Thanks to the efforts of his family, Dawson Wilson will not have to spend the next five years in prison. He will, however, have to remain at Potomac Highlands Regional Jail until arrangements can be made to facilitate the conditions of his probation.
Judge C. Carter Williams, presiding over the 22nd Circuit in Hardy County accepted plea agreements and sentenced Wilson on Thursday, Dec. 19.
Wilson, 53, of Wardensville, was indicted in June on eight counts of wanton endangerment with a firearm. According to charging documents, Wilson pointed and discharged a firearm inside his home. There were eight people, including two children, inside and immediately outside the home.
Wilson pleaded guilty to one count of wanton endangerment and Hardy County Prosecuting Attorney Lucas See said he would not oppose probation if Wilson received a favorable 60-day evaluation.
Wilson did not receive a favorable evaluation, according to his defense attorney William Bean. Wilson was also evaluated for a drug treatment program, but was not accepted. He was ordered to attend the South Branch Day Report Center while out on bond, but was dismissed and sent back to jail after he tested positive for drugs twice.
“I believe the best place for Mr. Wilson is the South Branch Valley Drug Court, but because his charges include the use of a deadly weapon, he does not qualify,” Judge Williams said.
Bean said Wilson comes from a good family. He worked at the same job for 30 years. He had no criminal history.
“Then something happened and he lost that job,” Bean said. “It was drugs.”
Wilson’s family has always been present during his hearings. His brother, Douglas Wilson of Moorefield sent a letter to the court giving Dawson permission to reside with him. His sister, Pam Schell, spoke on his behalf at the sentencing hearing.
“The person he is now is not who I grew up with,” she said. “He never did drugs – he’s 50 years old. But he started hanging out with people who were addicts. I told him they would convince him to try drugs and they did.
“He says jail has helped him see things clearly. He has told me he will do everything to not go back.
“I know the only person who can do this is him. My brother will take him in and I will check on him, but we can’t watch him 24-hours a day.”
Wilson said his six months in jail have convinced him he can stay away from drugs. “I lay awake at night, thinking about where I messed up,” he said.
Williams sentenced Wilson to five years in prison, but suspended that sentence and ordered Wilson to seven years probation. Williams also ordered several special conditions of Wilson’s probation.
Williams said he will contact the Day Report Center and ask if they will consider taking Wilson back into their program. “If they take you back, you will do everything without a peep,” Williams said.
The judge requested the probation department inspect Douglas Wilson’s home to make sure there are no firearms and any medication is secured.
Williams also ordered Wilson on Home Incarceration. “You will wear a bracelet and you will repay your sister for the costs,” he said.
“You will find gainful employment. You will complete the Day Report Program. You will not go back to your house in Wardensville. You will not be in contact with the people listed on the police report. In addition to repaying your sister, you will pay all attorney and court fees.”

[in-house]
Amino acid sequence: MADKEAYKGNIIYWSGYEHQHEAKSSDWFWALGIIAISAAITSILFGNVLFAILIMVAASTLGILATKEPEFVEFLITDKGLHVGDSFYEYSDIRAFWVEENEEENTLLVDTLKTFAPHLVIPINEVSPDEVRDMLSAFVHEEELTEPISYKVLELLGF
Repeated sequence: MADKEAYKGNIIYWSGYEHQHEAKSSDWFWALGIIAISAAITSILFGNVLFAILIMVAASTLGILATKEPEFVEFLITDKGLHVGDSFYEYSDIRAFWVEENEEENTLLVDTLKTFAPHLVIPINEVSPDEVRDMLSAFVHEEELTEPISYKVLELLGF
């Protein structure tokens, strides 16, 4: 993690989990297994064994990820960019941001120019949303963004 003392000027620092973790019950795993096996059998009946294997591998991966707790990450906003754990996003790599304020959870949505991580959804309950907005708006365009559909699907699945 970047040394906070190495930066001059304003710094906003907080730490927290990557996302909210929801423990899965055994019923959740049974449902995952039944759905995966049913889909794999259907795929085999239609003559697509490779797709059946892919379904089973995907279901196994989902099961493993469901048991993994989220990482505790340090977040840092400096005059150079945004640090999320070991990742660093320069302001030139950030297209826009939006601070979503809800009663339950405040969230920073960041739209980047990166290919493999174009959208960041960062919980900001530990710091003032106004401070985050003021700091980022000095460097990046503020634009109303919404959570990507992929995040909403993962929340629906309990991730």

Williams further ordered, Wilson not be released from jail until all of the conditions are in place.
“You will spend Christmas and New Years in jail,” he said. “Day Report cannot take you until after the first of the year.
“You will do everything 100 percent, because if you don’t, you’ll go to prison.”
Shannon L. Judy, 42, of Moorefield pleaded guilty to one count of failure to register as a sex offender first offense. He was originally charged with failure to register, second offense.
According to charging documents, West Virginia State Police initiated a traffic stop in May and found Judy had not registered the vehicle he was driving as required.
Judy was stopped a second time in June driving the same unregistered vehicle.
Judy’s defense attorney, Brian Vance, said Judy’s father let him drive the vehicle, but didn’t want it on the sex offender registry.
The penalty for failure to register, first offense is not less than one year and not more than five years in prison.
Judge Williams accepted the guilty plea and ordered a pre-sentence evaluation. He scheduled sentencing for Tuesday, Jan. 28.
Judy’s bond was continued.
Barry Hedrick, 46, of Petersburg, pleaded guilty to driving on a revoked license for DUI, third offense and driving under the influence, second offense.
Hedrick was indicted for driving under the influence, third offense and driving on revoked license for DUI, third offense.
According to charging documents, Hedrick was stopped by Moorefield Police in January. His driver’s license had been revoked and he failed a field sobriety test. He later admitted to smoking methamphetamine.
As part of the plea agreement, the state will not oppose his sentences to run concurrently and would not oppose home incarceration.
The penalty for driving on a revoked license is not less than one year and not more than three years in prison. There is also a mandatory not less than $3,000 and not more than $5,000 fine. “You understand, I am mandated to impose the fine,” Williams said.
The penalty for the misdemeanor charge of DUI, second offense is not less than six months and not more than one year in jail.
Williams ordered a pre-sentence evaluation and scheduled sentencing for Feb. 11. His bond was continued.